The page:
Feb 23, 2017
Creditors must file a proof of claim by the deadline in order to be included in Chapter 13 bankruptcy plans
When an individual files for a Chapter 13 bankruptcy protection, she is allowed to repay her debts over a period of time up to five years through a court-approved payment plan. During the bankruptcy, her creditors are barred from attempting to collect on their respective debts unless first granted permission by the bankruptcy court.
Generally speaking, in order to be included in a Chapter 13 payment plan, a creditor must file a proof of claim, which sets forth both the amount due and owed and the arrearage owed to the creditor as of the date she filed for bankruptcy protection. Unless the debtor successfully objects to the proof of claim (i.e., convinces the court of some legal reason why the money is not owed or should not be paid through the bankruptcy), the creditor should be included in the plan to receive payments.
The Federal Rules of Bankruptcy Procedure provide a deadline for filing a proof of claim if a creditor wishes to be included in a Chapter 13 plan. While it is generally accepted that unsecured debts such as credit card debt will not be paid through the plan unless the creditor files a proof of claim by the deadline, there has been some confusion over whether this deadline applies to creditors holding secured claims. Previously the local practice in the Northern District of Illinois was that when the Chapter 13 plan was filed proposing repayment of the pre-petition default to the secured creditor, that secured creditor could opt out and not file a claim. If such plan was confirmed, a Chapter 13 Trustee was to disburse payments to the secured creditor according to the terms of the confirmed plan.
However, this local practice was brought to everyone’s attention when the Seventh Circuit Court of Appeals, whose jurisdiction includes Illinois, issued its decision in the case of In re Pajian, in summer of 2015. For the first time, the Seventh Circuit clarified that the proof of claim deadline established by The Federal Rules of Bankruptcy Procedure applies to both unsecured and secured creditors. Accordingly, the Court held, if a secured creditor does not file its proof of claim by the deadline, it will not be included in the Chapter 13 plan and will not receive payments from the bankruptcy trustee.
So what are the upsides and ramifications of this decision? Requiring all creditors to file by the same date, at least in theory, puts the debtor and the Court on timely notice as to what amounts are due and consequently allows the debtor to suitably propose a confirmable plan. While a secured debt, even if not included in the plan, survives a discharge in a Chapter 13 bankruptcy, collecting that debt five years down the road can be a cumbersome process when all that could have been required was filing a form with the bankruptcy court. Also, requiring a secured creditor to file a proof of claim provides the debtor with loan information that may have not otherwise been easily attainable, such as detailed payment history or specific information about each additional fee charged.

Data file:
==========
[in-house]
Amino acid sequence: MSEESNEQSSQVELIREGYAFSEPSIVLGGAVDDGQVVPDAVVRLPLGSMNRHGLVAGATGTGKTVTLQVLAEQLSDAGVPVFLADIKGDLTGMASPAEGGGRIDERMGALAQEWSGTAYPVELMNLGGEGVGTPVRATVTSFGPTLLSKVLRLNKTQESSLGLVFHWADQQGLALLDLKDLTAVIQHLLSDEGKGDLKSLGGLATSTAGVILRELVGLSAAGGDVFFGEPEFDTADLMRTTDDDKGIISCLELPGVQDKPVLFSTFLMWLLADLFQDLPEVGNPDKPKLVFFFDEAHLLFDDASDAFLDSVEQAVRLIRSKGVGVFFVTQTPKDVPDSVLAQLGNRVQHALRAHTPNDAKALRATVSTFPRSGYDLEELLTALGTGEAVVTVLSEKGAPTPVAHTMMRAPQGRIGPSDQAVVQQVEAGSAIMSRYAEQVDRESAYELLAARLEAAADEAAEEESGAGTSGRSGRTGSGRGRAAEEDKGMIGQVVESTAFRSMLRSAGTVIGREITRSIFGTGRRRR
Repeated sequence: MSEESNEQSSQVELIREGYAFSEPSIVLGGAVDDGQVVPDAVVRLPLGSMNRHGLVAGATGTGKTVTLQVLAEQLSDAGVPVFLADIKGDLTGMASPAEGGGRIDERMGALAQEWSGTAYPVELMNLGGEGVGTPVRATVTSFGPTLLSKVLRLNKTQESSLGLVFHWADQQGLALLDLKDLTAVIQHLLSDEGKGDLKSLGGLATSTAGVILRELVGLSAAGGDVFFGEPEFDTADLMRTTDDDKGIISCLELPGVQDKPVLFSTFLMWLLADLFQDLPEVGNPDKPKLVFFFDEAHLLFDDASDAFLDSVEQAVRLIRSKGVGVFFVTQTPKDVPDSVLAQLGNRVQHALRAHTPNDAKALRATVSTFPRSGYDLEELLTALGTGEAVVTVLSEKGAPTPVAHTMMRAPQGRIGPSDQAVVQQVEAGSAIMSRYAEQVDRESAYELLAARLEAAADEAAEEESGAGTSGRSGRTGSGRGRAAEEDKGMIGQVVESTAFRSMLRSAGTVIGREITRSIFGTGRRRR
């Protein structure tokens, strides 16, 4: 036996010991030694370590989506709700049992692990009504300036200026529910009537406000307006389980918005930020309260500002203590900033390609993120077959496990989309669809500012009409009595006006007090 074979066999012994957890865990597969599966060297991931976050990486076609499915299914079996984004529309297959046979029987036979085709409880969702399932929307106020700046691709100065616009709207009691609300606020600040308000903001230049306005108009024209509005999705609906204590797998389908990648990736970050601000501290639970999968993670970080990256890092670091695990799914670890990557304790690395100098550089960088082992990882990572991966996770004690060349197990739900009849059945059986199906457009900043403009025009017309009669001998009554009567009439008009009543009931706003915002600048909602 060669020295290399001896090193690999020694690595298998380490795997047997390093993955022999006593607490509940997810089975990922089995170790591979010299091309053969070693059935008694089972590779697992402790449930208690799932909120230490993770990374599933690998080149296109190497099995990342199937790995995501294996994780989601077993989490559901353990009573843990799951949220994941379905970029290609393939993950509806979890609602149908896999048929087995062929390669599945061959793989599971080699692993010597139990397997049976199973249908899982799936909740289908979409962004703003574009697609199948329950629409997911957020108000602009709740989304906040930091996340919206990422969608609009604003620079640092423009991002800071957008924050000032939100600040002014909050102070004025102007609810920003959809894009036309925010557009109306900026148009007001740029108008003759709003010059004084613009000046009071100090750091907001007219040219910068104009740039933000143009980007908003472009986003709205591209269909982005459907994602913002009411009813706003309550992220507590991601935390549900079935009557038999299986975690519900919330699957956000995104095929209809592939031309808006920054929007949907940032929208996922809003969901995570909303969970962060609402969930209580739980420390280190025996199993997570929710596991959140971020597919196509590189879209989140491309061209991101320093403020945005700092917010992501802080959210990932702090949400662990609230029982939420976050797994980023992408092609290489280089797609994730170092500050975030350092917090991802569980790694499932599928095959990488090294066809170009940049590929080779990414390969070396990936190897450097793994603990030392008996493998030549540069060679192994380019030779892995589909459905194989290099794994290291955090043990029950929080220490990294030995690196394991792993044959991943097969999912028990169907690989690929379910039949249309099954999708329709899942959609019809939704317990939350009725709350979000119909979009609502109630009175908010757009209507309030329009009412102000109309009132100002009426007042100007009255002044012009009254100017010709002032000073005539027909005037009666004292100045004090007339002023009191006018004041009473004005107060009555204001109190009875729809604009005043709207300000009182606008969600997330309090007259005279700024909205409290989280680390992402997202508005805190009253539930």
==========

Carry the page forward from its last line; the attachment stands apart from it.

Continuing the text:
However, is a Chapter 13 debtor prohibited from reaching an agreement with a secured creditor to pay that creditor through a plan, even though the secured creditor has not filed a proof of claim? Is the debtor required to file a claim on behalf of the creditor to ensure its ability to cure the loan default via a Chapter 13 plan? These daunting questions were recently answered by one of the judges presiding in the Bankruptcy Court for the Northern District of Illinois. In In re Hrubec, Judge Donald R. Cassling held that as long as the debtor voluntarily proposes a plan that includes payments to a secured creditor and that creditor has no objection to its treatment under the proposed plan, there is no need for the creditor to file a proof of claim and the plan is not unconfirmable. So it appears that, despite In Re Pajian, some judges may continue to confirm plans in cases where secured creditors did not file their claims.
Having said that, In Re Pajian, is still good law and some judges may not agree with Judge Cassling and may not confirm a plan unless the secured creditor files a timely proof of claim. Even under Judge Cassling’s lenient ruling, a creditor is also out of luck if the debtor objects to an untimely claim or does not propose a plan that favorably treats the secured creditor. While the filing of a mortgage proof of claim may be cumbersome and very time consuming, especially after Dec. 1, 2015, when the amended forms were adopted, it is better to be safe than sorry. Once on file, the claim can always be amended.
Feel free to contact the banking attorneys for additional information to protect your claims in the event of bankruptcy.
This Chuhak & Tecson, P.C. communication is intended only to provide information regarding developments in the law and information of general interest. It is not intended to constitute advice regarding legal problems and should not be relied upon as such.
Client alert authored by: Paulina Garga-Chmiel, Associate
This alert originally appeared in the Spring 2017 Banking Focus newsletter.